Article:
STI Testing and Older Adults
Why awareness and prevention are essential to avoiding sexually transmitted infections (STIs)
Discussing sexual health, pleasure and STI testing for older adults can seem taboo, even in social circles or health care settings. While sex can be a great source of fun, connection and excitement, the unsexy reality of sexually transmitted infections (STIs) exists, even as we age.
One study examined the sexual health and lives of older adults, noting that over 50% report engaging in sexual activity. While older adults have sex, there are several misconceptions about preventing STIs, such as the lack of condom use, sexual health education for older adults and the lack of discussions around sexual health.
STI rates have steadily increased nationwide and are expected to increase, causing a demand for understanding STI testing for older adults and STI prevention awareness.
More people find sexual partners via dating apps and social networks, leading to increased sexual encounters without adequate education on STI prevention. In addition, STI rates have steadily increased nationwide and are expected to continue to increase, causing a demand for understanding STI testing for older adults and STI prevention awareness.
STI Testing for Older Adults
STI testing is something that anyone, regardless of age, can feel shy, embarrassed or hesitant to talk about. Testing can be done in many health care settings and doesn't have to be done precisely at a women's, men's or sexual health clinic.
If you have a primary care provider (PCP), your PCP can order STI testing. It is important to note that many health care providers do not receive formal training on discussing sexual health, let alone discussing sexual health and STI testing for older adults.
Talking with your partners and educating yourself are significant steps to ensuring you are in control of your sexual health.
You can take your time and search locally to see who can be a good fit for you to discuss your sexual health needs. You can also educate yourself on STIs and testing options. You can even order an at-home STI testing kit for you and your partner(s).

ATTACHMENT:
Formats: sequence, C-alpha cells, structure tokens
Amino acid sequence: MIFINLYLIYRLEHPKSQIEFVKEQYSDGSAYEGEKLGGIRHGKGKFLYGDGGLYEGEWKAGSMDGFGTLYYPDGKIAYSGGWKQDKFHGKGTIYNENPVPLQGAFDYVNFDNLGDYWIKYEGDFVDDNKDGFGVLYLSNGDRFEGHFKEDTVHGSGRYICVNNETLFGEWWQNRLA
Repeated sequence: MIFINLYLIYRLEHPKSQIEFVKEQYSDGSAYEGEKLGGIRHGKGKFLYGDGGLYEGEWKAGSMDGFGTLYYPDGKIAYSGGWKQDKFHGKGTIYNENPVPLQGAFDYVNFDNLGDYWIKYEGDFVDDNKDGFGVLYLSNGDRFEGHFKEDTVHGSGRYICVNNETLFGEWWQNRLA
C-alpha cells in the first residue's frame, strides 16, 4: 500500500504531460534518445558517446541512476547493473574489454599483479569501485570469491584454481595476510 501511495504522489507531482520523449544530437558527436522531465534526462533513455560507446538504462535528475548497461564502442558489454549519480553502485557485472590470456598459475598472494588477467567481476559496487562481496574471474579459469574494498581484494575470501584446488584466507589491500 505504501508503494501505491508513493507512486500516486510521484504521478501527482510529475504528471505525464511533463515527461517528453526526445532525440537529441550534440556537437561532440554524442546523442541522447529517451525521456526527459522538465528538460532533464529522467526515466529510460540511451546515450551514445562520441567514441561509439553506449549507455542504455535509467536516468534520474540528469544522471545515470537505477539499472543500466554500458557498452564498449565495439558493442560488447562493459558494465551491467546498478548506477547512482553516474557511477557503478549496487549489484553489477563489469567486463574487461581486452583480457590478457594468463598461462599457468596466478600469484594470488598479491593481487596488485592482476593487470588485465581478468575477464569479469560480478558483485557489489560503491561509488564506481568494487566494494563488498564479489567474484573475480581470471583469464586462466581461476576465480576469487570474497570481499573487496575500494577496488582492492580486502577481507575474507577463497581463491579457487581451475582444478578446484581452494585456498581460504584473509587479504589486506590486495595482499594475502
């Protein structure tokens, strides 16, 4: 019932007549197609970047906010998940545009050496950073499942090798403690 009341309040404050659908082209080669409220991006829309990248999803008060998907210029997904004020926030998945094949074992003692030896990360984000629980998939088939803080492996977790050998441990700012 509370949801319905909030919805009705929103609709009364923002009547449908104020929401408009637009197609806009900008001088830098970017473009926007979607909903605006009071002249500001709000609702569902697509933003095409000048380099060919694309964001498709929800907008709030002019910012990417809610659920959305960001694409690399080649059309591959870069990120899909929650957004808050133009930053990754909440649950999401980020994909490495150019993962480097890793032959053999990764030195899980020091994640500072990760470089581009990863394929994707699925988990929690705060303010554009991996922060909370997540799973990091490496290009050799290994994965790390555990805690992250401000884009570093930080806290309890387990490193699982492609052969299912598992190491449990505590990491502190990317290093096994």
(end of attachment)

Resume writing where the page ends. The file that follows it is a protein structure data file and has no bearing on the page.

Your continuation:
If you engage in sexual activity, such as oral sex, anal sex or vaginal sex, you are at risk of contracting an STI. Talking with your partners and educating yourself are significant steps to ensuring you are in control of your sexual health. It's time to be prepared so that you can have the best sex life possible.
Common Bacterial STIs
- Chlamydia is a bacterial infection and among the most common STIs. It can be tested via a urine sample or localized swab, such as a vaginal swab.
- Gonorrhea is a bacterial infection that has earned public attention for newer antibiotic-resistant strains. It can be tested via a urine sample or localized swab, such as a throat swab.
- Syphilis is another bacterial infection and has earned much public attention for making a nationwide resurgence after almost being undetected in America for years. It can be tested for via a blood sample.
Typical Viral STIs
- Human Papilloma Virus or HPV: HPV is the most common STI in the United States and can lead to certain cancers if left untreated, such as cervical or oral cancer or genital warts. Many times, HPV can remain dormant in someone's body for years without any signs of infection. Testing is done via a Pap smear for women, but currently, there is no approved HPV test for men.